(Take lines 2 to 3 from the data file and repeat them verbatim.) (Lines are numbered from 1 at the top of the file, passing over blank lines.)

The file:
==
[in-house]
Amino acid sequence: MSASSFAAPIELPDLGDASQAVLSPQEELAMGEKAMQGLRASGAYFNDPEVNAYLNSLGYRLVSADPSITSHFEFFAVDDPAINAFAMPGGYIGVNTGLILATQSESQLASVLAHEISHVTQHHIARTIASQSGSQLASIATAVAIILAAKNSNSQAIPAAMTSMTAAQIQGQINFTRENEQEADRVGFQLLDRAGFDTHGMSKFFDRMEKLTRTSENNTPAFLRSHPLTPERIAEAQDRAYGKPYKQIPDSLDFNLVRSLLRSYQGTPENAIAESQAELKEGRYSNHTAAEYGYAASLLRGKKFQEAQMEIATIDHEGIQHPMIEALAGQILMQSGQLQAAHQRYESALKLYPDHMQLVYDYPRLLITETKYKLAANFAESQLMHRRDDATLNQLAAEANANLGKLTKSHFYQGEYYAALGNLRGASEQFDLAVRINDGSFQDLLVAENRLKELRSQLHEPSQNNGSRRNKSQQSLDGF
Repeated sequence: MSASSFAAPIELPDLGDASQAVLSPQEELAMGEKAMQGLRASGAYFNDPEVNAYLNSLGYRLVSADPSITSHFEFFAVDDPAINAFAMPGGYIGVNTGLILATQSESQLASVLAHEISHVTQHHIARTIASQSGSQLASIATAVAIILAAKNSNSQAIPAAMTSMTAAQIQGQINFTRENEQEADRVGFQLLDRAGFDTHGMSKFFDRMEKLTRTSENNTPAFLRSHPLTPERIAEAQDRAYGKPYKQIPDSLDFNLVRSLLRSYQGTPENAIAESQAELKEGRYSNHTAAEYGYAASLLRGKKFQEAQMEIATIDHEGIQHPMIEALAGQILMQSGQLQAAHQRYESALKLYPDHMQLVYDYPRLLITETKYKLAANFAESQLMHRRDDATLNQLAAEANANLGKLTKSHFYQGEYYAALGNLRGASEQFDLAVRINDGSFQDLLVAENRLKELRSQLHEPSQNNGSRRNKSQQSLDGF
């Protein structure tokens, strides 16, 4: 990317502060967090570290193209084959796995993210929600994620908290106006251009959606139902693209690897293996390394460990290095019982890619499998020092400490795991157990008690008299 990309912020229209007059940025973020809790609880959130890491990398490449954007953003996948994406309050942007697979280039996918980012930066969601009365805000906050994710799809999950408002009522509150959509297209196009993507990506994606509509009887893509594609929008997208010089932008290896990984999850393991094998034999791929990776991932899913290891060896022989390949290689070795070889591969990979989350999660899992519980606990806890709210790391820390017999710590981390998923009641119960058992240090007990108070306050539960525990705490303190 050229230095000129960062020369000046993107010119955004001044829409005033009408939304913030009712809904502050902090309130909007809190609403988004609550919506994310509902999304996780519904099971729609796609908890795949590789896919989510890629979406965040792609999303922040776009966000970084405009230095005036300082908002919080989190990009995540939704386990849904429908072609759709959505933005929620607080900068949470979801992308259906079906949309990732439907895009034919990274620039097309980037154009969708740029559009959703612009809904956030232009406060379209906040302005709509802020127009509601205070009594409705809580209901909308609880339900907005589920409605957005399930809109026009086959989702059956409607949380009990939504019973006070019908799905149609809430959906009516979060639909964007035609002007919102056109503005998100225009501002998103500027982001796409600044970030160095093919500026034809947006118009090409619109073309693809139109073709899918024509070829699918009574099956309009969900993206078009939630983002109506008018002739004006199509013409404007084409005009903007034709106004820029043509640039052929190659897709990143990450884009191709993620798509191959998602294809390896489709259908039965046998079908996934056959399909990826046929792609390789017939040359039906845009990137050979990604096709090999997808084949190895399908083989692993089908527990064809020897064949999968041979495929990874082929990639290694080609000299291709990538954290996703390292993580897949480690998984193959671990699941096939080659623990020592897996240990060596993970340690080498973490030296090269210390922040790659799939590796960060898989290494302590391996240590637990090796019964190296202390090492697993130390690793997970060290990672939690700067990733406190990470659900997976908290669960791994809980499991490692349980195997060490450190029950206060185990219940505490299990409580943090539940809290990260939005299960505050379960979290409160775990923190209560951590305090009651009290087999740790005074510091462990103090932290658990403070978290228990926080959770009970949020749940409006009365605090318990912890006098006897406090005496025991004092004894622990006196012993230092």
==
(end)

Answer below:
Amino acid sequence: MSASSFAAPIELPDLGDASQAVLSPQEELAMGEKAMQGLRASGAYFNDPEVNAYLNSLGYRLVSADPSITSHFEFFAVDDPAINAFAMPGGYIGVNTGLILATQSESQLASVLAHEISHVTQHHIARTIASQSGSQLASIATAVAIILAAKNSNSQAIPAAMTSMTAAQIQGQINFTRENEQEADRVGFQLLDRAGFDTHGMSKFFDRMEKLTRTSENNTPAFLRSHPLTPERIAEAQDRAYGKPYKQIPDSLDFNLVRSLLRSYQGTPENAIAESQAELKEGRYSNHTAAEYGYAASLLRGKKFQEAQMEIATIDHEGIQHPMIEALAGQILMQSGQLQAAHQRYESALKLYPDHMQLVYDYPRLLITETKYKLAANFAESQLMHRRDDATLNQLAAEANANLGKLTKSHFYQGEYYAALGNLRGASEQFDLAVRINDGSFQDLLVAENRLKELRSQLHEPSQNNGSRRNKSQQSLDGF
Repeated sequence: MSASSFAAPIELPDLGDASQAVLSPQEELAMGEKAMQGLRASGAYFNDPEVNAYLNSLGYRLVSADPSITSHFEFFAVDDPAINAFAMPGGYIGVNTGLILATQSESQLASVLAHEISHVTQHHIARTIASQSGSQLASIATAVAIILAAKNSNSQAIPAAMTSMTAAQIQGQINFTRENEQEADRVGFQLLDRAGFDTHGMSKFFDRMEKLTRTSENNTPAFLRSHPLTPERIAEAQDRAYGKPYKQIPDSLDFNLVRSLLRSYQGTPENAIAESQAELKEGRYSNHTAAEYGYAASLLRGKKFQEAQMEIATIDHEGIQHPMIEALAGQILMQSGQLQAAHQRYESALKLYPDHMQLVYDYPRLLITETKYKLAANFAESQLMHRRDDATLNQLAAEANANLGKLTKSHFYQGEYYAALGNLRGASEQFDLAVRINDGSFQDLLVAENRLKELRSQLHEPSQNNGSRRNKSQQSLDGF